Why not leave such a daunting task in the hands of someone with an instinct for “abolishing” subsidies  thus freeing up money to spend elsewhere?

As with most things to do with the EU, CAP has some major cons and some equally compelling pros. Take the fact that 80 per cent of CAP aid is paid out to the richest 25 per cent of farmers (most of whom are either landed gentry or vast, industrialised, mega-farmers). But then offset this against the provision of vital lifelines for some of the UK’s most conscientious, local and insecure of food producers.

The NFU told the New Statesman that there are many issues in need of urgent attention; from an improved Basic Payment Scheme, to guarantees for agri-environment funding, and a commitment to the 25-year TB eradication strategy. But that they also hope, above all, “that Mrs Leadsom will champion British food and farming. Our industry has a great story to tell”.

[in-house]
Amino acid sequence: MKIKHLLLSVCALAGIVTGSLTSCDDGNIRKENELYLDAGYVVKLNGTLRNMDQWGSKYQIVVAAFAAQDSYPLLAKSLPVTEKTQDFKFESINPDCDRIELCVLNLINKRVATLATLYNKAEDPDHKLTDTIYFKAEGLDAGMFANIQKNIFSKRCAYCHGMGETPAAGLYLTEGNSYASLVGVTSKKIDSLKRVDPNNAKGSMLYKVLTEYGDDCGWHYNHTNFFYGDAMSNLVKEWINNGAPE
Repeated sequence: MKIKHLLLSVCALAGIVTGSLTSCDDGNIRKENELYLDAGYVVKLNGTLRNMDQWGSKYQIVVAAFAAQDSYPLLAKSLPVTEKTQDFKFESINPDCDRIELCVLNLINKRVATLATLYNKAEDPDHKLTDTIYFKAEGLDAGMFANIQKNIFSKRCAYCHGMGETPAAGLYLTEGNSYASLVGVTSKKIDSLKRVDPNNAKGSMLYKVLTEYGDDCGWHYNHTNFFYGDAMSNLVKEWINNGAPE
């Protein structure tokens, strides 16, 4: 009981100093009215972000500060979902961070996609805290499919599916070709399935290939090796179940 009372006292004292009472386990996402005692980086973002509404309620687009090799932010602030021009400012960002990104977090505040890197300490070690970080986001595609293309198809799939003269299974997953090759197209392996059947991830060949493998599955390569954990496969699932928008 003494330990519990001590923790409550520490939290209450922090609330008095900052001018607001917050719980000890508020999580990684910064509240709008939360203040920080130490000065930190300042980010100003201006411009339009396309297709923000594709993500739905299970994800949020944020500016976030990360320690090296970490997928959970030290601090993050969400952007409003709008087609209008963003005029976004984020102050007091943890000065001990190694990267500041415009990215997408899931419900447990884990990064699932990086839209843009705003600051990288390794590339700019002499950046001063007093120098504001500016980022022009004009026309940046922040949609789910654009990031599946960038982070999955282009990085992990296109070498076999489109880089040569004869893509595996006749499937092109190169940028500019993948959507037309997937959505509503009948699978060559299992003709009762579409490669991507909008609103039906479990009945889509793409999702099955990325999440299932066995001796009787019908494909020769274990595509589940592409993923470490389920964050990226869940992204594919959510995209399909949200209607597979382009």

The construction of a new domestic agricultural policy is a once-in-a-generation opportunity for Britain to truly decide where its priorities for food and environment lie, as well as to which kind of farmers (as well as which countries) it wants to delegate their delivery.

In the context of so much uncertainty and such great opportunity, Leadsom has a tough job ahead of her. And no amount of “speaking as a mother” will change that.

India Bourke is the New Statesman's editorial assistant.